John Kander: "Let's just say the revival of Zorba was not an improvement."

Burton Lane recalls bringing a young Frances Gumm to Metro, where he played her audition for the head of the music department. "He called L.B Mayer ... When he heard her, he said, ‘I want every director and every producer on the lot to hear this kid.' Well, Judy Garland — and she was some find."

Arthur Laurents remembers Barbra Streisand's audition for I Can Get It For You Wholesale: "I'd never heard a voice like that. She asked for a chair, and she took her chewing gum and put it under the chair. After she auditioned, I said to my assistant, ‘Go up and look at the chair. I'll bet there's no chewing gum.' There wasn't. She knew not only what she's doing, she knew then she was going to be Barbra Streisand. No two ways about it."

Sondheim says there are new composers "all over the place. The trouble is they're not getting enough chance to be heard, so they're not learning." But Tommy Tune thinks "There's nobody writing." Of Hairspray, he says "When it won everything, I said, ‘We're doomed.'" But looking to the past isn't the answer either, according to Tune. "I like originality. That's why I don't do revivals on Broadway. ... This recent production of Gypsy is perfectly good and Bernadette Peters is profound in the lead, but I really don't need to see that show again. I want to see something new ... "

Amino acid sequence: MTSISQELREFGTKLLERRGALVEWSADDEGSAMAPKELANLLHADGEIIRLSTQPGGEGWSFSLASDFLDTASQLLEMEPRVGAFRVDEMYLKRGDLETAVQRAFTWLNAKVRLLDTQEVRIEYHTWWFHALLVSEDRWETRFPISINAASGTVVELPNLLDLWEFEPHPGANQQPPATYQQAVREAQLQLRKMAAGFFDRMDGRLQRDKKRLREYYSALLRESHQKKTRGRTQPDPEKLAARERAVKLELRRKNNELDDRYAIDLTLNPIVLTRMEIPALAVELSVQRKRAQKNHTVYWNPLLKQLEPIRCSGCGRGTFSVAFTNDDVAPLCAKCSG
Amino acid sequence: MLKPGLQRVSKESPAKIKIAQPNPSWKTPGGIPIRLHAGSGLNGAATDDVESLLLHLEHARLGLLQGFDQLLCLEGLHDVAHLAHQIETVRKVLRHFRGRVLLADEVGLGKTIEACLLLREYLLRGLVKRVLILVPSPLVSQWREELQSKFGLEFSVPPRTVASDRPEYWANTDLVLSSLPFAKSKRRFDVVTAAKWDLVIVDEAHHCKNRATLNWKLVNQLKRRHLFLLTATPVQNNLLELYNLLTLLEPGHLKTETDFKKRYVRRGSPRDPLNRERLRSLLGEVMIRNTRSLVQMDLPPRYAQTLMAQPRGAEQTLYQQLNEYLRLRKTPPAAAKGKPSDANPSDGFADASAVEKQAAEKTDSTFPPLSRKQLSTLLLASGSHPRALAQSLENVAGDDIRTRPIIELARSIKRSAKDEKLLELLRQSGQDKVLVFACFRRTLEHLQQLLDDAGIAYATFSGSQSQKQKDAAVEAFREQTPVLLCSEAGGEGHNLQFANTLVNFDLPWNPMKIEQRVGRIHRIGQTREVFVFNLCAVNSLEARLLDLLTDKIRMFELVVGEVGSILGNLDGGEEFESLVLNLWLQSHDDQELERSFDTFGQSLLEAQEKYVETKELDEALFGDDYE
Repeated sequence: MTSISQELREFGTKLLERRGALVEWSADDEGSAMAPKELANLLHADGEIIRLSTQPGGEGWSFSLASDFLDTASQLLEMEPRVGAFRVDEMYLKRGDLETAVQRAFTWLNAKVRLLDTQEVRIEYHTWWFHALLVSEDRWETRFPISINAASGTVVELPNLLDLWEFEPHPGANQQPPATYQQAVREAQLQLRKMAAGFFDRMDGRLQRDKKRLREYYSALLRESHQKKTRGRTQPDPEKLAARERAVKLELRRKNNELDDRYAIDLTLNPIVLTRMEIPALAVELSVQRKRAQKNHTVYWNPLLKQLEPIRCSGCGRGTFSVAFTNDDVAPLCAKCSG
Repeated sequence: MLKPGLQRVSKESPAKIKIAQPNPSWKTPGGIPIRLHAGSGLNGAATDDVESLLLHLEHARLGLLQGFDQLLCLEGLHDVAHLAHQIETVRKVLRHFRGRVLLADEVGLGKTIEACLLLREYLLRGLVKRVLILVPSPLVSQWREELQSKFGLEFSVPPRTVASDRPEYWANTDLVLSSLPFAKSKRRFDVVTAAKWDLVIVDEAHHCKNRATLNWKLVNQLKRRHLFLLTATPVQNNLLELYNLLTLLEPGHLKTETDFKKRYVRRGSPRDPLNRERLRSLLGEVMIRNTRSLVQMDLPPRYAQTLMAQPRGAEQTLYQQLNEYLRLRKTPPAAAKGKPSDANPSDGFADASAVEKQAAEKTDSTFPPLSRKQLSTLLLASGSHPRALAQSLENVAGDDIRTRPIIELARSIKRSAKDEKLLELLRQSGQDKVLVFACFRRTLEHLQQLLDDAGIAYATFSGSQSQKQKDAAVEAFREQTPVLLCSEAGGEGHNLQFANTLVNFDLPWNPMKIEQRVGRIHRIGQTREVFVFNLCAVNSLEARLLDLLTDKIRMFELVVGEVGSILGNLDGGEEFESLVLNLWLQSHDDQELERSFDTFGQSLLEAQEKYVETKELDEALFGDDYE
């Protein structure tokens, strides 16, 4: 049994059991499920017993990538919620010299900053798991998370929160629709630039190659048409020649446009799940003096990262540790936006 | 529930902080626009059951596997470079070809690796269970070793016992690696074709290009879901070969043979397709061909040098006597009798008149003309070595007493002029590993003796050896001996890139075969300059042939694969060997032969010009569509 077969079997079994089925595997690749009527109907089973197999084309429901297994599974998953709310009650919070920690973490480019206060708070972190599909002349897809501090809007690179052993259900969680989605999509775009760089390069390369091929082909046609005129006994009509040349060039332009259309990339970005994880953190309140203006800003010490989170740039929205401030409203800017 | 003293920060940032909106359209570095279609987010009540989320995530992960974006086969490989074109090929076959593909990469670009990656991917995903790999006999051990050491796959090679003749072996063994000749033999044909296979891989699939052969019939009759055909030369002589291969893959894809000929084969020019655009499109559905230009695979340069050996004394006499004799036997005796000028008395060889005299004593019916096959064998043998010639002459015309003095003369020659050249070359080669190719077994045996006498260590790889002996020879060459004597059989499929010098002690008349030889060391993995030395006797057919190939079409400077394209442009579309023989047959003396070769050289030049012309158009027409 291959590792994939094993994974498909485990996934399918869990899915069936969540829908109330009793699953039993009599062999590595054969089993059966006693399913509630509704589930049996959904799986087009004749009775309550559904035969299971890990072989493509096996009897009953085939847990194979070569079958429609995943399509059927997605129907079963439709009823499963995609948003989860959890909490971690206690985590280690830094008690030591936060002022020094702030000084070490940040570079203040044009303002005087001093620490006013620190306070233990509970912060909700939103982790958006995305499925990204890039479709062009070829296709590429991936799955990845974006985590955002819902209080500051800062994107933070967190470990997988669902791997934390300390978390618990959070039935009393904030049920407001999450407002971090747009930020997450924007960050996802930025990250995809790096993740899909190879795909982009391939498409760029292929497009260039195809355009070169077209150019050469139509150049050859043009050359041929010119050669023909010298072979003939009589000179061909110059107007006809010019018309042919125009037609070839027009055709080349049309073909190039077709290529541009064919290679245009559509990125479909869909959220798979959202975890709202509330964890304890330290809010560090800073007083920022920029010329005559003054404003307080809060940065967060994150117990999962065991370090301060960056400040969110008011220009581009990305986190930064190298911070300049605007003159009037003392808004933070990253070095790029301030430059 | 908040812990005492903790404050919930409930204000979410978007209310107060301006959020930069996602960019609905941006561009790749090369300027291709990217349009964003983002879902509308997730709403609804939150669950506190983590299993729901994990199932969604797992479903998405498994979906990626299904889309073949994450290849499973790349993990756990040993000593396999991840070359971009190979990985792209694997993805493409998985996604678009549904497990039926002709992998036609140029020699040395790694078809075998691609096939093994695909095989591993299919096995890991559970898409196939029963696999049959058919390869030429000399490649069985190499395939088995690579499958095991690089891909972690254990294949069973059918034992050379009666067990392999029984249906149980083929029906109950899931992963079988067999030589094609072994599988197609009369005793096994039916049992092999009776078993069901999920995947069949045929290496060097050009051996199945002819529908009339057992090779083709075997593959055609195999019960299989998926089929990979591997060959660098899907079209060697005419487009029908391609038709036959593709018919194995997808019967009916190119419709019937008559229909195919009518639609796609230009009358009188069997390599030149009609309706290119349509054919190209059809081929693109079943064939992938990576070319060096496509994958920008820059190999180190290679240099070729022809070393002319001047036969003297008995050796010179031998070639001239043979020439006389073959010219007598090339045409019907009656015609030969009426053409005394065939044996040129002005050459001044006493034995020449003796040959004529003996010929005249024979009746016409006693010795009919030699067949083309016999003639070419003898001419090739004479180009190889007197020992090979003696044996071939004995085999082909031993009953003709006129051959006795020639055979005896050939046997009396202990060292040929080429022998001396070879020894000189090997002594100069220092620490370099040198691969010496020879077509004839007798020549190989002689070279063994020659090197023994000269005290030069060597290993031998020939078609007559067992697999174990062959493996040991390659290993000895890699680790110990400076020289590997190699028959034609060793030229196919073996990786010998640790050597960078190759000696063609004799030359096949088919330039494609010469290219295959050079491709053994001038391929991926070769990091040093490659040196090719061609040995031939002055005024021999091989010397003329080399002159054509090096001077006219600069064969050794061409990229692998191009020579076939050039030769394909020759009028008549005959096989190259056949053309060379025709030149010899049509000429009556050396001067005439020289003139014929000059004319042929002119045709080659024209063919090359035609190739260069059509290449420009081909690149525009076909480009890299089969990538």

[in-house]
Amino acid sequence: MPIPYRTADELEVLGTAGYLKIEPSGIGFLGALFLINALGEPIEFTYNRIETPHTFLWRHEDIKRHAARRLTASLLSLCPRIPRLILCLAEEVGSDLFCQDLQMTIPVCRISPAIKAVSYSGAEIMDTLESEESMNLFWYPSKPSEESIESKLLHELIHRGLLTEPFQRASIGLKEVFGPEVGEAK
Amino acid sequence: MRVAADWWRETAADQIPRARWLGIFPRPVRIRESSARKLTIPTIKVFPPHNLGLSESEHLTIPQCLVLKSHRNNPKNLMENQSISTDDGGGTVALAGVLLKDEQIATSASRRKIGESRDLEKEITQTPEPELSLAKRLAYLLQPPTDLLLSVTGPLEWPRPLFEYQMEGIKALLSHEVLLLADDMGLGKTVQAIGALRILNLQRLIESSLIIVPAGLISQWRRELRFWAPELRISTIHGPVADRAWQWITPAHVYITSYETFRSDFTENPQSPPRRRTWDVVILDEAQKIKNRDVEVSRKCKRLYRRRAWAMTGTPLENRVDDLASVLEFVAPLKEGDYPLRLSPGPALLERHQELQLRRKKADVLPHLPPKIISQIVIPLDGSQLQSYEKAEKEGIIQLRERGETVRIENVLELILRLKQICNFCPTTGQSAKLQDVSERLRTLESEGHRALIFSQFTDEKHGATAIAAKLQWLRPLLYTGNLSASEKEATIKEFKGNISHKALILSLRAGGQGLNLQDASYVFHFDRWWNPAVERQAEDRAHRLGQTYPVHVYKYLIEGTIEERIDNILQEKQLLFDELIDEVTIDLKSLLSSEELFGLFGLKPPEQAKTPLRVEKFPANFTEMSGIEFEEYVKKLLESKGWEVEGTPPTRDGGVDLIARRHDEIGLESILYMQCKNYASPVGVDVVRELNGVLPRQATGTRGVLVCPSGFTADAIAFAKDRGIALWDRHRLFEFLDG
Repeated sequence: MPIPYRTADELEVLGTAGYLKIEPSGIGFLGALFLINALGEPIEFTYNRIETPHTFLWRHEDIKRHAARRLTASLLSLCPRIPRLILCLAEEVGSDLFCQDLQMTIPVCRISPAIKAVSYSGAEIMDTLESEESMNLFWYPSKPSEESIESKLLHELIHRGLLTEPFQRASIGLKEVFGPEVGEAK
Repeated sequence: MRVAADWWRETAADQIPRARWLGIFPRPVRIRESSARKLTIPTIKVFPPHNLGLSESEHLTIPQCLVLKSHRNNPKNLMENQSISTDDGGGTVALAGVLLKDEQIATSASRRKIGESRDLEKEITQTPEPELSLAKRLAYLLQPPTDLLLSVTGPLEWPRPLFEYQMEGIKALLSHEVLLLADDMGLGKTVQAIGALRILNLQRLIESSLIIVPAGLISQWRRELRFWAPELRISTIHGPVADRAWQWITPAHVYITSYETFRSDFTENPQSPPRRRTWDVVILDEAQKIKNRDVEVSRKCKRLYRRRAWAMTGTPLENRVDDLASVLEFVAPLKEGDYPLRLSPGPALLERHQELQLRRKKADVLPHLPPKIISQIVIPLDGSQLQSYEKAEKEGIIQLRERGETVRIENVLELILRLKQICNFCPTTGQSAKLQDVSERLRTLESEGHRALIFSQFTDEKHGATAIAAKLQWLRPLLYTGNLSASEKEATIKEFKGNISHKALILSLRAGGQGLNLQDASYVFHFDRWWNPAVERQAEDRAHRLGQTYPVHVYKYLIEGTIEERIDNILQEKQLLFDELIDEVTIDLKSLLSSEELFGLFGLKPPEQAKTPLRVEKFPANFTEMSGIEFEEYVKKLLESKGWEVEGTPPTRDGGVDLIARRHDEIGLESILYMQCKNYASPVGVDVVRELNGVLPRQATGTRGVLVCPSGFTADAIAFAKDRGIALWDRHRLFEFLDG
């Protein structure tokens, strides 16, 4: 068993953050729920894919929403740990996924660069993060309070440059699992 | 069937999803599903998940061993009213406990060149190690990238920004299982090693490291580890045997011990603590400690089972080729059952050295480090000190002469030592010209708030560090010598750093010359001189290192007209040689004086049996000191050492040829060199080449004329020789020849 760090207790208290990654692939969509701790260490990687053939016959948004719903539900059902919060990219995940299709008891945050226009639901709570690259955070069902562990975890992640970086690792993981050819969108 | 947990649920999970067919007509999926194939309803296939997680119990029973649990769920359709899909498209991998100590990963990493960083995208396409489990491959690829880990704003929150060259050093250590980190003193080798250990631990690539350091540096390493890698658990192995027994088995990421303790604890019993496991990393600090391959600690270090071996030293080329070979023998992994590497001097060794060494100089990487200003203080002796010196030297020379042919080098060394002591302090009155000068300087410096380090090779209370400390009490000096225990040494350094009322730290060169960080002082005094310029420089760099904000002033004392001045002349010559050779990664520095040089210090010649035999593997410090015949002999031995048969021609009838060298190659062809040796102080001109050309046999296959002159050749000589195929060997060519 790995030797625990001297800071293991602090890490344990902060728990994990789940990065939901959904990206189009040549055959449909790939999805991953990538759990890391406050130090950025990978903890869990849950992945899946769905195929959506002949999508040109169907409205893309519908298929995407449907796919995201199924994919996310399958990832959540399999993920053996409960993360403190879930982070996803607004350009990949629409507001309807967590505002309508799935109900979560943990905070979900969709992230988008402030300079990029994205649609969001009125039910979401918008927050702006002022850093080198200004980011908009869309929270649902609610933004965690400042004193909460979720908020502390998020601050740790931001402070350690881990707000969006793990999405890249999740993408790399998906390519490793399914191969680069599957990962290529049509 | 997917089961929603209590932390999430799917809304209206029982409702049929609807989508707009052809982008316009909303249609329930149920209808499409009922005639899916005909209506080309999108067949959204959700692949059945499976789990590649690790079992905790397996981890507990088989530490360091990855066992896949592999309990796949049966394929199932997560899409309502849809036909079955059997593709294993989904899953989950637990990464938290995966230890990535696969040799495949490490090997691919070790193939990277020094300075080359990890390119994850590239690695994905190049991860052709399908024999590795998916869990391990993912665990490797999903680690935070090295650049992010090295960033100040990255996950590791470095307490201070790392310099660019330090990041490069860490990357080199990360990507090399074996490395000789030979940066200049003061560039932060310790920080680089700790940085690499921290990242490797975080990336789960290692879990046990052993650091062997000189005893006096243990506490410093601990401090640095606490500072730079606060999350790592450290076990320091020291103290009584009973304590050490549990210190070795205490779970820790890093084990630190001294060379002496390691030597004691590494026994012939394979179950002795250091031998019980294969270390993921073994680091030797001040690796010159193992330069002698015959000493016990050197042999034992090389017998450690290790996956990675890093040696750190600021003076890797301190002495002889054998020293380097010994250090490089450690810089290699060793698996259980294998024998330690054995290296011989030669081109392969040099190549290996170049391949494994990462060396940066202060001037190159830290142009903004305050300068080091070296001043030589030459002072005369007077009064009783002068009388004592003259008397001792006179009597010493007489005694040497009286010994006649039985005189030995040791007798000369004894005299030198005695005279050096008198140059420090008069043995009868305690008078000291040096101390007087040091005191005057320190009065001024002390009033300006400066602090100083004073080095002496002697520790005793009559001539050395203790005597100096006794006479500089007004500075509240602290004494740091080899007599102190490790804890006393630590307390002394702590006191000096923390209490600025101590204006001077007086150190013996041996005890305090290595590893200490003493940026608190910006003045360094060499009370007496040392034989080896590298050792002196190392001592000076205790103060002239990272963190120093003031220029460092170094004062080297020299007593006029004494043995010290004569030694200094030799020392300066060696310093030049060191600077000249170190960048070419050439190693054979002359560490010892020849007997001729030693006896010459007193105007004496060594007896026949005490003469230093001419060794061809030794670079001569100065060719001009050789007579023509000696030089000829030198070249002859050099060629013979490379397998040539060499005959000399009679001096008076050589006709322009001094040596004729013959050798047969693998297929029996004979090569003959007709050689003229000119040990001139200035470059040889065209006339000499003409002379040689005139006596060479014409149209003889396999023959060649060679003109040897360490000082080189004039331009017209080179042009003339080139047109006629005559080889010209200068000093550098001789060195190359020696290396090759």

Though several of the interviews do include thoughts on the current state of the American Musical and what may have changed over the years, little is said on the subject that is likely to shock anyone. However, the value of a book like The Art of the American Musical is really in its documentation of history by the living legends who were there. Not unlike Rick McKay's recent film, Broadway: The Golden Age, The Art of the American Musical calls up pictures of Broadway's past through the words of the few people remaining who remember it from an insider's perspective and, unlike that film, the lion's share of which concentrated on Broadway performers of the past, here we are privy to the thoughts of the writers, directors, composers, lyricists, and choreographers who made Broadway's Golden Age and beyond. It is a welcome addition to the library of musical theatre history.

The Art of the American Musical: Conversations with the Creators
Jackson R. Bryer and Richard Allan Davison, Editors
Hardcover and Paperback. 344 pages. 14 b&w illus
Rutgers University Press
Publishing date: September 2005
ISBN: # 081353612X (Hardcover) #0813536138 (Paperback)